If you’re a fan of  Lewis’s second gore film, 2000 MANIACS (1964), you’re in for a treat.  Directors Maslon and Henenlotter cut footage from the original film’s opening sequence with new footage of Lewis and Friedman re-visiting the small Florida town where they shot MANIACS, making it look like the original cast is welcoming them back to town.  They visit the hotel and some rooms where the film takes place, and there are interviews with some of the cast (including and adult Vincent Santo, who played young Jimmy in the film).  Lewis says 2000 MANIACS is his personal favorite film, the one he wishes he’d be remembered for, although he knows BLOOD FEAST will forever hold that title.  There are also some great stories of what went on with some of the gore effects, and a near-fatal accident Lewis almost had while filming the infamous boulder-drop sequence.

One of the funniest interviews comes from director Frank Henenlotter.  He claims one of his favorite scenes in any movie—ever—is in  Lewis’s COLOR ME BLOOD RED (1965).  And when you see the scene he’s speaking about, you’ll laugh as hard as the audience I saw this with did.  Henelotter’s commentary is always interesting, as are memories shared by director John Waters (who shows off his rare novelizations of two Lewis films) and the legendary Joe Bob Briggs.  Former Playboy photographer Bunny Yeager shares some great stories and explains why she refused  Lewis’s offer to star as Connie Mason’s mother in BLOOD FEAST.

Being a huge fan of  Lewis’s 1970 epic THE WIZARD OF GORE, I was happy to see plenty of interview time with its star, Ray Sager.  Every time he imitates Herschell the crowd cracked up, and his story of a blooper he caused on the set of  Lewis’s JUST FOR THE HELL OF IT (1968) is priceless.

Every one of  Lewis’s gore films get coverage (there’s even a lot of time spent on A TASTE OF BLOOD (1967),  Lewis’s attempt at a modern Dracula film), and gorehounds will be happy to know they show all the blood and guts in all their karo-syrupy glory.  An audience favorite seemed to be stories told about THE GRUESOME TWOSOME (1967), as well as the dual nipple-slicing scene from THE GORE GORE GIRLS (1972).

While I would’ve liked to have heard a bit about some of the director’s more obscure titles (such as 1969’s LINDA AND ABILENE), Lewis does spend some time explaining what caused him to “shoot” a kiddie feature in 1967 titled THE MAGICAL LAND OF MOTHER GOOSE (and it’s a doozie!).  There’s also no mention of BLOOD FEAST 2 (2002) or THE UH-OH SHOW (2009), two recent films directed by Lewis (which I found odd), although they do go a bit into his post-film career as a money-marketing expert.

There’s also a genuine treat IN the film itself:  Henenlotter and Maslon managed to get footage of a film Lewis never finished titled AN EYE FOR AN EYE, and pieced it together as a mini-movie (which stars BLOOD FEAST alumni William Kerwin).  It’s a supernatural-type thriller and actually seemed to be of higher quality than most of  Lewis’s other films.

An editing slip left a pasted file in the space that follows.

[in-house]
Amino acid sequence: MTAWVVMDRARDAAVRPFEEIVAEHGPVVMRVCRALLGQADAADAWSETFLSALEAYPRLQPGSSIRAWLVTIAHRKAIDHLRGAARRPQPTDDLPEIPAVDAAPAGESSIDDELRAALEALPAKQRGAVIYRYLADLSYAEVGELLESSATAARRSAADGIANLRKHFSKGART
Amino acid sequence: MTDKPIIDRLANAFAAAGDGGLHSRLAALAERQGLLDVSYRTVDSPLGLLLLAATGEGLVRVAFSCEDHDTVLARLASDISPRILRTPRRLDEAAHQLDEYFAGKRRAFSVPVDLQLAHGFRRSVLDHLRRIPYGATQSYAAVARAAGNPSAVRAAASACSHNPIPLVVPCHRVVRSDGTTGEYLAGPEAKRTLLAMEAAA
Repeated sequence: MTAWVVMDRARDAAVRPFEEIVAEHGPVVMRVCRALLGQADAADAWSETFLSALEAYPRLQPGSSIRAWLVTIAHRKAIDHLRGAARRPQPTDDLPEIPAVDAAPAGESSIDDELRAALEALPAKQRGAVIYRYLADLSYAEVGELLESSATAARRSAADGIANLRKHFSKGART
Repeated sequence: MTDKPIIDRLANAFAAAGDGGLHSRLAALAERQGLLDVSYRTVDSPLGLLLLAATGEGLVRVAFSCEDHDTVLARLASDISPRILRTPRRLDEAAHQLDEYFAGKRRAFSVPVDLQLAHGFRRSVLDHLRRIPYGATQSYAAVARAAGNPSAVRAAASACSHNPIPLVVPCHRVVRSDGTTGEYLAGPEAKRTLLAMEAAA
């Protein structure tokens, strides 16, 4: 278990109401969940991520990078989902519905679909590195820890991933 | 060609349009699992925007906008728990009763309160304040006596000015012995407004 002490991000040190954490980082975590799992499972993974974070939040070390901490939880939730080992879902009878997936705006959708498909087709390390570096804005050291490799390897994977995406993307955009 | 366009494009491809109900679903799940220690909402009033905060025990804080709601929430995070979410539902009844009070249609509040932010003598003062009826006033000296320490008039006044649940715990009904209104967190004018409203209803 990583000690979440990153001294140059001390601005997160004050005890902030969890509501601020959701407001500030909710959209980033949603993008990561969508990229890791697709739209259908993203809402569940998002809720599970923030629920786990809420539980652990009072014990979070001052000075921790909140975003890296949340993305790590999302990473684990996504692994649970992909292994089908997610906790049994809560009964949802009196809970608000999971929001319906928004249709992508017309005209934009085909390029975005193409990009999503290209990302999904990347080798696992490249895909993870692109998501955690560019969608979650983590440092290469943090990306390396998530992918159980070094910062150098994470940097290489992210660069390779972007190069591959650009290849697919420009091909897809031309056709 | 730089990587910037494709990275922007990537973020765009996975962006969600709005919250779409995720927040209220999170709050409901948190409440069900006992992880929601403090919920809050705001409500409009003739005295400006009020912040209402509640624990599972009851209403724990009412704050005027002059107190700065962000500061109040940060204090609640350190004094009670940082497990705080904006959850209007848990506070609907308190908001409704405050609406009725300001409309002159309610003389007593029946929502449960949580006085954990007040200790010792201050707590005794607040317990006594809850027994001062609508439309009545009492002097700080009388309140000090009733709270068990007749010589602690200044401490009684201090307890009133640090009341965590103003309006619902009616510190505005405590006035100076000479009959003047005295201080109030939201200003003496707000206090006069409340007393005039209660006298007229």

I’m not sure how interesting THE GODFATHER OF GORE will be to the average horror film fan; surely the history of BLOOD FEAST and  Lewis’s early gore films should have respect from any genre fan, but it’s no secret that the majority of horror fans find  Lewis’s work too bad to watch and too cheap to even mention.  But love it or hate it, BLOOD FEAST started something (and yes, I know a film from Japan released in 1960 has recently been claiming the title as the world’s first gore film—but I’m willing to bet it’s not a quarter as entertaining—or gory—as  Lewis’s epic . . . and it didn’t inspire the slasher films to come in the 70s and 80s).

Packed with more gore and nudity than any documentary I can think of, THE GODFATHER OF GORE is almost like watching a “Greatest Hits” list of  Lewis’s films, so I’m hoping newcomers will be enticed to go back and check out these precursors to FRIDAY THE 13th (1980) and HALLOWEEN (1978), and the haters may see what a great guy (if not the greatest director) Herschell Gordon Lewis was (and still is).

Even though I’ve been a fan of Lewis since reading about him in the fourth issue of FANGORIA Magazine way back when, have read three books about him, and have met and spoke with him and David Friedman, I still learned some things about him in this wonderfully entertaining and educational tribute that any horror fan interested in the roots of modern horror cinema would be crazy to miss.

(The film is dedicated to the late Daniel Krogh, who filmed a few of Herschell’s later films and co-wrote the first book about him titled THE AMAZING HERSCHELL GORDON LEWIS AND HIS WORLD OF EXPLOITATION FILMS [1983 Fantaco] ).

© Copyright 2011 by Nick Cato

Lewis and Friedman discuss BLOOD FEAST in THE GODFATHER OF GORE